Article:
Published on
The Associated Press

Deal Could Open National Forests to Developers


A controversial deal between the federal
government and the nation's largest private landowner could increase
residential development of forests around the country, according to
congressional investigators.

The proposed agreement between the Forest Service and Plum Creek
Timber Co. would allow the company to use roads on national forests in
Montana to develop its adjacent private property for subdivisions. Such
easements often allow the company to use public roads only for logging
or forest management.

The Government Accountability Office, in a letter sent Friday to the
two Democratic senators who requested an investigation, said the deal
could set a precedent and allow other private landowners to use forest
roads to build subdivisions. The private negotiations deprived the
public of any chance to weigh in, investigators said.

"This report sounds all sorts of alarms about the way the Forest
Service is doing business," said Sen. Jon Tester, D-Mont., who asked
for the probe along with Sen. Jeff Bingaman, D-N.M.

Negotiations began after a Forest Service ranger in Seeley Lake,
Mont., in 2006 told a potential buyer of Plum Creek land that the roads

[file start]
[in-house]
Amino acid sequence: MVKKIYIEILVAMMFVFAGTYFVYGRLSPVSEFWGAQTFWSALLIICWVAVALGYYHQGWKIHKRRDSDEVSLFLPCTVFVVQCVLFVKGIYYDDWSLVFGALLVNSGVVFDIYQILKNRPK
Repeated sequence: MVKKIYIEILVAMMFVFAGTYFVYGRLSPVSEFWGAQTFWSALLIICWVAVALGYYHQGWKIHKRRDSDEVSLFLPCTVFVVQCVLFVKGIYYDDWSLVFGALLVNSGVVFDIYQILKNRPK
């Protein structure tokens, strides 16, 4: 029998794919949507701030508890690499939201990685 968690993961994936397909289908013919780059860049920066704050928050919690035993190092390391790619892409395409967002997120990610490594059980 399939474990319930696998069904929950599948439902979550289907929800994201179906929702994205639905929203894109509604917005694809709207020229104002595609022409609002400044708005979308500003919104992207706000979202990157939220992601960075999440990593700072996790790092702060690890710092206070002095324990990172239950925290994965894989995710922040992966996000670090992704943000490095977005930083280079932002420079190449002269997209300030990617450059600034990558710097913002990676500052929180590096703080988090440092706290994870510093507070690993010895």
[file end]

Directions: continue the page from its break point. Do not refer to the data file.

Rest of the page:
leading up to the property were not for residential use.

Forest Service officials overruled the ranger after talking with
Plum Creek, the report says. The agency determined that the company
could use certain Forest Service roads for any purpose, and the
proposed agreement includes specific language that allows the company
to use Forest Service roads to access residential subdivisions that may
be built on property in the future.

Montana county officials say the proposal would make it easier for
Plum Creek to sell timberland for houses or other development.

The GAO agreed, saying "many of Plum Creek's lands in western
Montana would have a substantially higher value if the amendment is
carried out."

Agriculture Undersecretary Mark Rey, who oversees the Forest
Service, and a spokeswoman for Plum Creek both said they are now
engaging county officials in the process. Rey also denied that the
proposal would set a precedent nationwide.

Kathy Budinick, spokeswoman for Plum Creek, said the company will
not implement the amendment in any county that doesn't wish to have it.


We know things are bad. We know it's worth the fight.

You are part of a strong and vibrant community of thinkers and doers who believe another world is possible. Alone we are weak. Together we can make a difference. At Common Dreams, we don't look away from the world—we are not afraid—our mission is to document those doing wrong and galvanize those doing good. But we can't do it alone. It doesn't work that way. We need you. We have now launched our annual Summer Campaign. Can you pitch in today?

Share This Article

More in: